As if everything in Christie’s The Exceptional Sale weren’t already exceptional enough, the sale ends with the greatest gilt dessert stands France ever made, part of the greatest table centerpiece and dinner service France ever made, commissioned by the duc d’Orleans; the original cover art for a Led Zeppelin album; and a rare, vintage 35mm exhibition print of Andy Warhol’s 1968-69 pseudo-feature film, Lonesome Cowboys.
The lot description for this Lonesome Cowboys print is extraordinary. Maybe like the texts about the Arizona Spike, and for this sale as a whole, the exceptional is the norm. Lonesome Cowboys was not just an anti-narrative, queer, softcore, experimental anti-Western filmed over a cold week in a Tuscon cowboy theme park; investigated by the FBI; and slowly edited while Warhol recovered from being shot. It was the first brick thrown in the “Stonewall of the South,” a powerful document in the fight for equality.
In August 1969, Atlanta police, acting on a tip from out-of-town anti-porn Catholic activists, raided a screening of Lonesome Cowboys, arrested the projectionist, detained more than 70 filmgoers, and seized the print, all in the suspicion of obscenity. The affront to civil rights galvanized local gay activists, who organized the first gay rights/gay pride parade in the South. Two years later. Also, not this print.
It is not clear when or where this 35mm blowup print was made [Warhol shot the film on 16mm]. It has “No 10” on it, and a stamp from a North Carolina-based exhibitor/distributor active only until 1974. But the print itself was from a “private collection [in] Stockholm, and before that formerly [in the] coection of Pontus Hultén.” At least that’s what a Berlin auction house said in 2021 when they sold the print for the German Warhol ephemera collector who’d bought it “approx. 2010.” [The sale price was EUR25,000.]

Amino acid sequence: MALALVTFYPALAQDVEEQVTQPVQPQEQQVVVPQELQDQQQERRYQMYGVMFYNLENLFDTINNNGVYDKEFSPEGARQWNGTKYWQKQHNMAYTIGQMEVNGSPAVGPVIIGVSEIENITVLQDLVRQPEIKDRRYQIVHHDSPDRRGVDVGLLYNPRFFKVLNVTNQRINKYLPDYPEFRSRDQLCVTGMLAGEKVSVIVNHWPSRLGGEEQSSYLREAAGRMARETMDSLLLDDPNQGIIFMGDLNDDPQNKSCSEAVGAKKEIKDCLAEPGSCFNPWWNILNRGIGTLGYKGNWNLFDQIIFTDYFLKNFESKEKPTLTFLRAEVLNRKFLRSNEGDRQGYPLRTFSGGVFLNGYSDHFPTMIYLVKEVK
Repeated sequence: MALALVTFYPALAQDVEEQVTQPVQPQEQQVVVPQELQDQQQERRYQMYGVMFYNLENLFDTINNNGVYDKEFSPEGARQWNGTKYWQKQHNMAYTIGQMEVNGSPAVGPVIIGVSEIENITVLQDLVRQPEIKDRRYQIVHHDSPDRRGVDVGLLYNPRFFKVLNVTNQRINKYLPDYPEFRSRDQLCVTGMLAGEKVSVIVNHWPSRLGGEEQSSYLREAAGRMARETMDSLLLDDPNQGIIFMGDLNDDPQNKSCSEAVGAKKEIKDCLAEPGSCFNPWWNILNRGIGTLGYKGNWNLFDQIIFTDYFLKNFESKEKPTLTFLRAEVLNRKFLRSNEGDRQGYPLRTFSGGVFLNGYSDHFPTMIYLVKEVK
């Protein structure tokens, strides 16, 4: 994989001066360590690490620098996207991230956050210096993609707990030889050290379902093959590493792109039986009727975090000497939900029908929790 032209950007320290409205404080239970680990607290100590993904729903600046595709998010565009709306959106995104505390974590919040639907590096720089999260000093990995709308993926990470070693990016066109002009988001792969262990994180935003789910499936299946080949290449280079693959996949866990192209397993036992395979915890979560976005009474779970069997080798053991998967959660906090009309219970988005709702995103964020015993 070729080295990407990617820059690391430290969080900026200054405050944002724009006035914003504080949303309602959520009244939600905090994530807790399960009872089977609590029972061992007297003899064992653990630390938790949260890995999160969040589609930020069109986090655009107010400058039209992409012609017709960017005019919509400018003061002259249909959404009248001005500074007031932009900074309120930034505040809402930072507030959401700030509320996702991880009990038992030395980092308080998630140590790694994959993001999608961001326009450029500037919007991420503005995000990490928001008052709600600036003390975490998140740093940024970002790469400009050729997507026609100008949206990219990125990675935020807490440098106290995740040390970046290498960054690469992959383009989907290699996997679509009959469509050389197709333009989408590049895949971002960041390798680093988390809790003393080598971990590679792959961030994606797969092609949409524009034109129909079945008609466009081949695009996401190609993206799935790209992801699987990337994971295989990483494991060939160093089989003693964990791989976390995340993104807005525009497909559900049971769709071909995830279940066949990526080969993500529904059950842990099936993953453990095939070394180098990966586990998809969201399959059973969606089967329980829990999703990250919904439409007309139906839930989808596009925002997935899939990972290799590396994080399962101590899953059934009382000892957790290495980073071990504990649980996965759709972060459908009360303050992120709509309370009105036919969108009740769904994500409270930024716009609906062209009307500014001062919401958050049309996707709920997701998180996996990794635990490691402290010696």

Christie’s, however, makes no mention of Hultén, the visionary and problematic museum director who included Warhol’s films in his Spring 1968 solo exhibition at the Moderna Museet. [But not Lonesome Cowboys, which had barely been filmed by then.] I expect that’s due to lack of any documentation of Hultén’s ownership–par for the course for Hultén–and not because of his penchant for fabricating and backdating his own Brillo Boxes.
I’ve been watching for years for Warhol film prints to turn up, and they really never do; as objects, they’re really in limbo, not art, and not content. It’s like there were so few prints to begin with, and the ones that were in circulation got chewed up, or pulled back in. Which makes this one, of course, exceptional.
UPDATE: And it sold, for a bid of $20,000, or $25,200 with premium. Which means the 2021 buyer paid around $9,000 for the privilege of confirming Pontus Hultén never owned it. Thank you for your service!
Lot 29, Andy Warhol, Lonesome Cowboys, est. $20-30,000 [christies]
Mar. 2021: Bedeutender Originalfilm Andy Warhols, ehemals aus der Sammlung Pontus Hultén, Estimate €35-70,000 [jeschke jadi auctions berlin/liveauctioneers]